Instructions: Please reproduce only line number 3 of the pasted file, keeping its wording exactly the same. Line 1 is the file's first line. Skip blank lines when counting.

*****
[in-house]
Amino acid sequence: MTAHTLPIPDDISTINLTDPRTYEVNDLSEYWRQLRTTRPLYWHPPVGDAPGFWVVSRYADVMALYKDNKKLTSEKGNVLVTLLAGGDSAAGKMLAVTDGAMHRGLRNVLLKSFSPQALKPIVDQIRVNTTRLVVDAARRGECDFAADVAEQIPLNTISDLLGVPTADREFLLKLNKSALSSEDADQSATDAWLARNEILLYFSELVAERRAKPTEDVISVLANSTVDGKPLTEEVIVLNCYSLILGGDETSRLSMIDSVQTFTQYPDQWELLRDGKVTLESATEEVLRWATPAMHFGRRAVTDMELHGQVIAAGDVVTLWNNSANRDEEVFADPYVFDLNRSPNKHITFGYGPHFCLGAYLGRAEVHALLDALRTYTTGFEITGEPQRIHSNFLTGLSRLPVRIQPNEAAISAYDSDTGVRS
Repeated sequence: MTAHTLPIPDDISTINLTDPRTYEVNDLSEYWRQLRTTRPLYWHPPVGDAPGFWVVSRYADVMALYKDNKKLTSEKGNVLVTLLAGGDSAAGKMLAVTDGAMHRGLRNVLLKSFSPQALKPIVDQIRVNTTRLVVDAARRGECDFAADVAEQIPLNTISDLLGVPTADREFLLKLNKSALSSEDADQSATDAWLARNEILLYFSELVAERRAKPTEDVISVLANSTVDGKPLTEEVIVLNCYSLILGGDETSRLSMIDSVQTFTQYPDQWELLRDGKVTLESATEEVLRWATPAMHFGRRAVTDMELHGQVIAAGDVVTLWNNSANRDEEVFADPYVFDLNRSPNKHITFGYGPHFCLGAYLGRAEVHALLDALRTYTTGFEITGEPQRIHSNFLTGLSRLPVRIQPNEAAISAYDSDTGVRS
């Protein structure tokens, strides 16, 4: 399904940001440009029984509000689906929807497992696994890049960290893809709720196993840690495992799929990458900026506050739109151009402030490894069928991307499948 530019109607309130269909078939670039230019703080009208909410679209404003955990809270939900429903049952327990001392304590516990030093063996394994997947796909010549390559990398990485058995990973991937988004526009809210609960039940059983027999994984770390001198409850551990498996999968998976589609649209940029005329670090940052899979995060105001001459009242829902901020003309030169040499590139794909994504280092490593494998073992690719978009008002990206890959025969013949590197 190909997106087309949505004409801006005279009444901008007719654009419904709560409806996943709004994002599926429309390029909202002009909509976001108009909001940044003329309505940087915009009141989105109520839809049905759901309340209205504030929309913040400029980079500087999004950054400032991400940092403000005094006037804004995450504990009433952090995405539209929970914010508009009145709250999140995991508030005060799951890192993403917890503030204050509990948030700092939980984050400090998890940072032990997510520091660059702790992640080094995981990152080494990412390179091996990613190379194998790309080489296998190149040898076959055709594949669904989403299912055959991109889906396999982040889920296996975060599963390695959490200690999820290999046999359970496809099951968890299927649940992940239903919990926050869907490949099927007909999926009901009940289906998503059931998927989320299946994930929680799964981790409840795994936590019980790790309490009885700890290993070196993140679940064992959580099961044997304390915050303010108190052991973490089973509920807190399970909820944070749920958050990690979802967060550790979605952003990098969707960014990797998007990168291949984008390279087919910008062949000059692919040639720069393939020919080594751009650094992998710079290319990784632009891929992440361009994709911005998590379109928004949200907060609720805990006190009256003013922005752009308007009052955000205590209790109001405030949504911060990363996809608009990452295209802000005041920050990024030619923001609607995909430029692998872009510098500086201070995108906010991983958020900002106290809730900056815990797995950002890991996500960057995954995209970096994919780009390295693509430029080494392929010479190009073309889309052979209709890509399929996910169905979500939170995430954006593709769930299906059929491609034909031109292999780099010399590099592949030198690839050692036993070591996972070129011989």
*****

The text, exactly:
Repeated sequence: MTAHTLPIPDDISTINLTDPRTYEVNDLSEYWRQLRTTRPLYWHPPVGDAPGFWVVSRYADVMALYKDNKKLTSEKGNVLVTLLAGGDSAAGKMLAVTDGAMHRGLRNVLLKSFSPQALKPIVDQIRVNTTRLVVDAARRGECDFAADVAEQIPLNTISDLLGVPTADREFLLKLNKSALSSEDADQSATDAWLARNEILLYFSELVAERRAKPTEDVISVLANSTVDGKPLTEEVIVLNCYSLILGGDETSRLSMIDSVQTFTQYPDQWELLRDGKVTLESATEEVLRWATPAMHFGRRAVTDMELHGQVIAAGDVVTLWNNSANRDEEVFADPYVFDLNRSPNKHITFGYGPHFCLGAYLGRAEVHALLDALRTYTTGFEITGEPQRIHSNFLTGLSRLPVRIQPNEAAISAYDSDTGVRS